By Michael Brune
Last year, Coloradans suffered in the face of an exceptionally dry summer that birthed the worst fires in the state’s history.
For millennia, natural wildfires have played a role in balancing the landscape, but climate change has created the conditions for more extreme, more dangerous blazes. A thousand Colorado families lost their homes, and the state was choked with smoke. State officials are already bracing for another brutal fire season this year. Unless we take rapid action to address climate change, these wildfires will only grow larger and more destructive.
We have the tools to keep the climate crisis from spiraling out of control — and one of the best lies beneath our feet. Trees, shrubs, and even the desert’s living crust capture about half of the greenhouse gases humans release into the atmosphere, preventing the planet from warming even faster.
Preserving these natural carbon sinks can play a crucial role in limiting climate change, provided we do so at scale. Scientists tell us that we need to preserve at least 30% of our wild places by 2030 to have a chance of avoiding catastrophic climate change.
Today, just 12% of American lands and waters are protected.
But Colorado’s senators have the chance to help bridge that gap.
The Colorado Wilderness Act would bring an additional 600,000 acres of wilderness under protection, including dramatic sections of the Dolores River Basin, the Arkansas River canyonlands, the Book Cliffs near Grand Junction, and three 14,000-foot peaks — Redcloud, Sunshine, and Handies.
If Colorado Sens. Michael Bennett and John Hickenlooper choose to support this bill, it would not only help mitigate the climate crisis; it would also protect water supplies and wildlife habitat, support Colorado’s tourism economy, and increase access to nature and outdoor recreation.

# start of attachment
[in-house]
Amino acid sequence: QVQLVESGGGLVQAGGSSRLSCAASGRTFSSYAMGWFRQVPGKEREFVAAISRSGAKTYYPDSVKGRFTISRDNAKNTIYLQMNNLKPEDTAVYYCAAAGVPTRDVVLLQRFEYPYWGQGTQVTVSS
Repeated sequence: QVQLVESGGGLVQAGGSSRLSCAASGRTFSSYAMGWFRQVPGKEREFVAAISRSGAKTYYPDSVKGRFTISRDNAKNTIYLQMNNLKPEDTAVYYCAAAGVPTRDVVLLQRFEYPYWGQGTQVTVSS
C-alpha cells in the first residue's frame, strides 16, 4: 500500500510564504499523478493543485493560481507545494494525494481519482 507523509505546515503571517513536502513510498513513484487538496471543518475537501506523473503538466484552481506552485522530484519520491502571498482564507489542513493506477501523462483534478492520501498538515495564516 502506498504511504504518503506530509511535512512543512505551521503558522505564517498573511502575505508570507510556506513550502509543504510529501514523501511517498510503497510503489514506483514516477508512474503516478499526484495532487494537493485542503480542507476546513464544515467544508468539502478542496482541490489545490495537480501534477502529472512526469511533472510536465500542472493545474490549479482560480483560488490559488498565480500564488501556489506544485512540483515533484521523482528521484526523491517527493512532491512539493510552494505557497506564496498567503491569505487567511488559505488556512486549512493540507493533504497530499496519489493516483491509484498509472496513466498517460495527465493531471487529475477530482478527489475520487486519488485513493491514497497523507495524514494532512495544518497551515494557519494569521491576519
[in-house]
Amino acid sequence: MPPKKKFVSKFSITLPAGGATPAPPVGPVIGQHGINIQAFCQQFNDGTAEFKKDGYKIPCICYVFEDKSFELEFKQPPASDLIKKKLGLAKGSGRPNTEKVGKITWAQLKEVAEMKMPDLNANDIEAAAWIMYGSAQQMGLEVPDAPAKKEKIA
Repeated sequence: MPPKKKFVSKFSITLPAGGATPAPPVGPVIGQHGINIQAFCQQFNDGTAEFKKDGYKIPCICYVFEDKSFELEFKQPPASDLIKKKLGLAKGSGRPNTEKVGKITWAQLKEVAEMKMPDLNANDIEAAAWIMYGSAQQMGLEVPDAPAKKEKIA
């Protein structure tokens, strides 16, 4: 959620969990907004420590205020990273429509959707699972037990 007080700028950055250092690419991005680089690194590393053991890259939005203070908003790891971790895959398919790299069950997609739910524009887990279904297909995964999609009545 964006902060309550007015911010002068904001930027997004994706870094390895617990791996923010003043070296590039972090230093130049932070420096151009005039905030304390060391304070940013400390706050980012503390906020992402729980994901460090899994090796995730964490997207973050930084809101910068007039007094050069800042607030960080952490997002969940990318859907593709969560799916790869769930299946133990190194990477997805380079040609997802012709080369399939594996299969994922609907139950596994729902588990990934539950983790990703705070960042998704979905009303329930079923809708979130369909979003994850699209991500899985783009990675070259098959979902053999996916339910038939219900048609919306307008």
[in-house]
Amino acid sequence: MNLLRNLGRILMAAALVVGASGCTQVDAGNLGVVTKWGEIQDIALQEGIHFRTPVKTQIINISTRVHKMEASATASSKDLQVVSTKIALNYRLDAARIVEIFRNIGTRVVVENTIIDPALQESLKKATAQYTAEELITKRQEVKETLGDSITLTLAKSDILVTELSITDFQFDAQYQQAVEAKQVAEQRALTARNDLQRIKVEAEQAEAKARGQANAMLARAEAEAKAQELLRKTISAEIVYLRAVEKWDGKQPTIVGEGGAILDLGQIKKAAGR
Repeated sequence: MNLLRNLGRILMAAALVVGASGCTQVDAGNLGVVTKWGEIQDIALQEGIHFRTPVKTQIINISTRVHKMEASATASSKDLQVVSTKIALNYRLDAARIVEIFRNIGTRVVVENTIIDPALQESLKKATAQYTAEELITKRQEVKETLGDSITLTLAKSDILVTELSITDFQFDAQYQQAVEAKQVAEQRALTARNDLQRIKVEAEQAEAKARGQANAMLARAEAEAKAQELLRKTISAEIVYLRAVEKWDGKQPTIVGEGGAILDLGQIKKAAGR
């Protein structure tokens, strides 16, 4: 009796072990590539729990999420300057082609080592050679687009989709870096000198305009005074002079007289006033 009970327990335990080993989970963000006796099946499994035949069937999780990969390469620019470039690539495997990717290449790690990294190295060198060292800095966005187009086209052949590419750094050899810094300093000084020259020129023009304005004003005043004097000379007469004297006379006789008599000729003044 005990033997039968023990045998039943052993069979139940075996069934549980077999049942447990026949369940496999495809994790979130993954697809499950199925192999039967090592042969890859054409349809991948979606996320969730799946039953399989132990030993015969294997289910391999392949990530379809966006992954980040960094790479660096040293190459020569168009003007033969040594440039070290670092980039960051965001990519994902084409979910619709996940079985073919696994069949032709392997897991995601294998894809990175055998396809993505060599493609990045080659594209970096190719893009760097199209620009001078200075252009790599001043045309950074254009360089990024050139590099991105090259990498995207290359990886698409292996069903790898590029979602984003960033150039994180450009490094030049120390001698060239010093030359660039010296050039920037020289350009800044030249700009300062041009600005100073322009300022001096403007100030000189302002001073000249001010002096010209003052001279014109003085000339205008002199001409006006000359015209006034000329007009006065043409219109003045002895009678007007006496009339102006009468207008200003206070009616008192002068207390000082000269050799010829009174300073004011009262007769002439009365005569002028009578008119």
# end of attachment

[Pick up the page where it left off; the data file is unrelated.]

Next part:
As the climate warms, reliable sources of drinking water are coming under increasing stress.
The Colorado River, which provides drinking water to 40 million people, has already lost about 10 percent of its flow due to climate change, and scientists estimate it could lose up to a quarter of its flow by mid-century if warming continues unabated.
With much of Colorado facing drought once again, it’s important that state leaders use every tool at their disposal — including wilderness protection — to safeguard clean drinking water. The Colorado Wilderness Act, for example, would protect undeveloped parcels of land that filter water, as well as waterways and rivers that might otherwise be contaminated by industrial pollutants.
The climate crisis is also putting pressure on wildlife. Up to a million species are at risk of extinction, scientists warn, if we don’t take action to tackle the climate crisis and bring more lands under protection. The Colorado Wilderness Act would preserve vital habitat for rare and endangered species like the kit fox and kachina daisy, as well as iconic Western species like elk and bighorn sheep.
Tackling the climate crisis through protecting Colorado’s wilderness will do more than prevent harm; it will also benefit Colorado’s economy, its people, and its communities. Colorado’s stunning protected landscapes support the state’s vibrant tourism industry. Over 181,000 Coloradans are employed in tourism, which contributes over a billion dollars to state and local tax coffers each year. By bringing more basins, canyonlands, and desert landscapes under protection, Colorado can expand this industry, creating jobs in rural communities.
As we’ve seen during the pandemic, access to the outdoors is a necessity, not just something that’s nice to have. Spending time in nature reduces stress levels and helps us recover from the challenges of daily life. By conferring wilderness protections on hundreds of thousands of additional acres, the Colorado Wilderness Act will ensure that more Coloradans have access to nearby nature and its healing powers–both today and for generations to come.
The Colorado Wilderness Act passed the House in February, but it will languish in the Senate until one of Colorado’s senators requests a hearing on it. Our country’s leaders have spent far too long failing to take action on the climate crisis, depriving their constituents of the numerous benefits of doing so. It’s time for Coloradans to ask Bennett and Hickenlooper what they’re waiting for.
Michael Brune is the executive director of the Sierra Club.